Job openings rose in August for the second straight month and layoffs dropped sharply, evidence that the job market is slowly healing.

The number of jobs advertised rose nearly 2 percent, to 3.2 million, the Labor Department said Thursday. That's the highest level since April, when temporary census hiring inflated that month's figure.

Job openings at private companies rose slightly to 2.85 million, the highest in 21 months. Among the fields seeing large increases were professional and business services and the hospitality industry.

The gains could signal more hiring in the months to come. Economists say more openings generally lead to hiring increases about 30 to 90 days later.

Even with more openings, the number of available jobs is far below the 4.4 million advertised in December 2007, when the recession began.

Private-sector layoffs, meanwhile, dropped sharply to 1.6 million in August, the lowest in more than four years.

In a separate report Thursday, the Labor Department said that weekly applications for unemployment benefits fell last week to their lowest level in nearly three months. First-time jobless claims dropped by 11,000 to 445,000, the department said.

Still, claims remain above levels that would indicate rapid hiring. In a healthy economy, applications for jobless aid usually drop below 400,000.

And while the number of jobs advertised has risen sharply in the past year, that hasn't led to greater hiring.

Job openings have increased by 863,000, or 37 percent, since they bottomed out at 2.3 million in July 2009, according to the Labor department's Job Openings and Labor Turnover survey, or JOLTS.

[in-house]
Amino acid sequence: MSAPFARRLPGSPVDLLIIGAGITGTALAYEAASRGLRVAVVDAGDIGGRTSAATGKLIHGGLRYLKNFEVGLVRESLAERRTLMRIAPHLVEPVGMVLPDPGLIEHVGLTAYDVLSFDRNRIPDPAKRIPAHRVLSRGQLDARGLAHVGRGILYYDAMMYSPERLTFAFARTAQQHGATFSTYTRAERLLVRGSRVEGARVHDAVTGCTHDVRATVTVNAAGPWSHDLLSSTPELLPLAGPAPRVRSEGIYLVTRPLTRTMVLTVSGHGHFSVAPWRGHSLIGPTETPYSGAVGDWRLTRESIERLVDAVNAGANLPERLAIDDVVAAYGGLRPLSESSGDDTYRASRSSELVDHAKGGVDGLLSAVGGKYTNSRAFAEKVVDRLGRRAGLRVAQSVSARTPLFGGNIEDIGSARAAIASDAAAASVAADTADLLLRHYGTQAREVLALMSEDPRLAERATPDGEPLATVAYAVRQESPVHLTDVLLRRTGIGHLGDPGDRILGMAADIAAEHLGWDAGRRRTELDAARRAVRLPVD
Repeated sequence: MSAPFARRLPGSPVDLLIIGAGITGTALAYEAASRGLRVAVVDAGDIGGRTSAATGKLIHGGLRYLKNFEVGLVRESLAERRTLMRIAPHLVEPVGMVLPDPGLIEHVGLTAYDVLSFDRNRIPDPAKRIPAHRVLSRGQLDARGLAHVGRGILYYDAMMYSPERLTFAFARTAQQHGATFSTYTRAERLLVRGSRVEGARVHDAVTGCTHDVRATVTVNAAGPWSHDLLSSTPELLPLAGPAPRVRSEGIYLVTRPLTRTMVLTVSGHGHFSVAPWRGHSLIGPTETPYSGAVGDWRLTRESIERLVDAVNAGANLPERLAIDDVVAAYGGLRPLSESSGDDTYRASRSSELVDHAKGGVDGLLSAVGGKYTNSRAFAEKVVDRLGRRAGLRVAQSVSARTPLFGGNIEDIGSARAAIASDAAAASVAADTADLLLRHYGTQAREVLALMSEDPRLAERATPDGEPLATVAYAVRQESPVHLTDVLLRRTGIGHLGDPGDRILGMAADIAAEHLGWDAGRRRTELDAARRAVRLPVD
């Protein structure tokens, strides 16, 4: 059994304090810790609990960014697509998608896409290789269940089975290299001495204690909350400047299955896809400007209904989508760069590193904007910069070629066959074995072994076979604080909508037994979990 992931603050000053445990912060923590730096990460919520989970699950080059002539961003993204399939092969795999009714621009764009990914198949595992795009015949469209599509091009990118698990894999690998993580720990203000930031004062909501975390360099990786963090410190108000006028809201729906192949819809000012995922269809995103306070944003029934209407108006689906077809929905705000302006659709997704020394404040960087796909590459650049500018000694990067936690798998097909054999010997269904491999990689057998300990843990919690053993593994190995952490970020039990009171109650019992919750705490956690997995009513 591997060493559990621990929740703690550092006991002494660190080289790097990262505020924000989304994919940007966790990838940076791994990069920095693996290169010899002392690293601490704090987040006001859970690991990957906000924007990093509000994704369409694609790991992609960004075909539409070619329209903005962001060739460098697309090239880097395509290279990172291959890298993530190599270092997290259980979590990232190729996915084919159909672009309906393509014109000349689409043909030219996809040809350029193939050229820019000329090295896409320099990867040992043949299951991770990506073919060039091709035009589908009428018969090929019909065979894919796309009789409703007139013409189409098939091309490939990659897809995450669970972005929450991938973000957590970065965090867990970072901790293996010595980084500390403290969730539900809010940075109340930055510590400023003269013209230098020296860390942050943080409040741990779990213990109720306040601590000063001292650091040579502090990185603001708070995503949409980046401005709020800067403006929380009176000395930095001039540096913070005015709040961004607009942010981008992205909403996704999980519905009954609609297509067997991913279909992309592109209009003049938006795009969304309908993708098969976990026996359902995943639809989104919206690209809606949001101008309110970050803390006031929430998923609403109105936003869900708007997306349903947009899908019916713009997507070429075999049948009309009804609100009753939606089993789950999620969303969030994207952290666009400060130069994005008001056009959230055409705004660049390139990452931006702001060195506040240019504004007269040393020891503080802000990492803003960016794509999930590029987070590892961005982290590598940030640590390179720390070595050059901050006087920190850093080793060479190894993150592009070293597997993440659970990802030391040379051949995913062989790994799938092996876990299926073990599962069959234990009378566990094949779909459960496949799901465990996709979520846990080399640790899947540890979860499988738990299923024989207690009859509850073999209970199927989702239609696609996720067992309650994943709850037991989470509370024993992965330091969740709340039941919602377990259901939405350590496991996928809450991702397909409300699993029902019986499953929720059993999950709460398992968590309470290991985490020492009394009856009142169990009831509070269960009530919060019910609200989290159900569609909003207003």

But the pace of hiring hasn't picked up as much. Overall, employers hired 4.1 million people in August, an increase of only 71,000 from July 2009, the survey said.

The unemployment rate has actually increased during that time, from 9.4 percent to 9.6 percent.

Economists have cited several reasons for the disparity. Many of the unemployed lost jobs in construction or manufacturing, and may not have the skills to find work in sectors where jobs available, such as health care.

And many of those out of work may not be able to move to areas that have more jobs, because they are unable to sell their homes in weak housing markets.

More hiring is critical. Layoffs have dropped back to pre-recession levels. Private-sector layoffs have dropped by almost 1 million since their peak during the recession of 2.5 million, reached in January 2009.

The JOLTS report illustrates how much job churn the U.S. economy experiences each month. Private employers added a net total of 67,000 jobs in August, the government said last month.

But the JOLTS report shows that behind that figure were much larger changes. Companies hired 3.9 million people in August. At the same time, 3.8 million people were laid off, quit or retired.

Job openings rose to 689,000 in the professional and business sectors sector, from 564,000 in the previous month. Openings also rose in hotels and restaurants.

Available jobs dropped in construction, manufacturing and retail.